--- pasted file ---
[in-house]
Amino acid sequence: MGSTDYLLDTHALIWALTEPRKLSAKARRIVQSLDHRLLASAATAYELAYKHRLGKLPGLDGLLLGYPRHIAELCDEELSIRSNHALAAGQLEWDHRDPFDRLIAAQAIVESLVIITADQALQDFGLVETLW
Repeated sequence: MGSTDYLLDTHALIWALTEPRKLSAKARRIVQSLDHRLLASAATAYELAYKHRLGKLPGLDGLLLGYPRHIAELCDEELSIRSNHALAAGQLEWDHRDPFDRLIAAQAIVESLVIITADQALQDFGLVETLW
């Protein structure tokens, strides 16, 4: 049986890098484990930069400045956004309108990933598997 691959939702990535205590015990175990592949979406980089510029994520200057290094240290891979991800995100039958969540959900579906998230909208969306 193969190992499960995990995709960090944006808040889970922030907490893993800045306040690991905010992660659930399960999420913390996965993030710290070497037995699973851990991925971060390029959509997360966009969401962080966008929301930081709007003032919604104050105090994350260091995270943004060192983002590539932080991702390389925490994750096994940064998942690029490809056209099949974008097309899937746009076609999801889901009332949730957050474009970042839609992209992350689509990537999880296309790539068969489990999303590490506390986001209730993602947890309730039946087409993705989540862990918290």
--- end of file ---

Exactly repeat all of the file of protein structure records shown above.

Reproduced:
[in-house]
Amino acid sequence: MGSTDYLLDTHALIWALTEPRKLSAKARRIVQSLDHRLLASAATAYELAYKHRLGKLPGLDGLLLGYPRHIAELCDEELSIRSNHALAAGQLEWDHRDPFDRLIAAQAIVESLVIITADQALQDFGLVETLW
Repeated sequence: MGSTDYLLDTHALIWALTEPRKLSAKARRIVQSLDHRLLASAATAYELAYKHRLGKLPGLDGLLLGYPRHIAELCDEELSIRSNHALAAGQLEWDHRDPFDRLIAAQAIVESLVIITADQALQDFGLVETLW
């Protein structure tokens, strides 16, 4: 049986890098484990930069400045956004309108990933598997 691959939702990535205590015990175990592949979406980089510029994520200057290094240290891979991800995100039958969540959900579906998230909208969306 193969190992499960995990995709960090944006808040889970922030907490893993800045306040690991905010992660659930399960999420913390996965993030710290070497037995699973851990991925971060390029959509997360966009969401962080966008929301930081709007003032919604104050105090994350260091995270943004060192983002590539932080991702390389925490994750096994940064998942690029490809056209099949974008097309899937746009076609999801889901009332949730957050474009970042839609992209992350689509990537999880296309790539068969489990999303590490506390986001209730993602947890309730039946087409993705989540862990918290």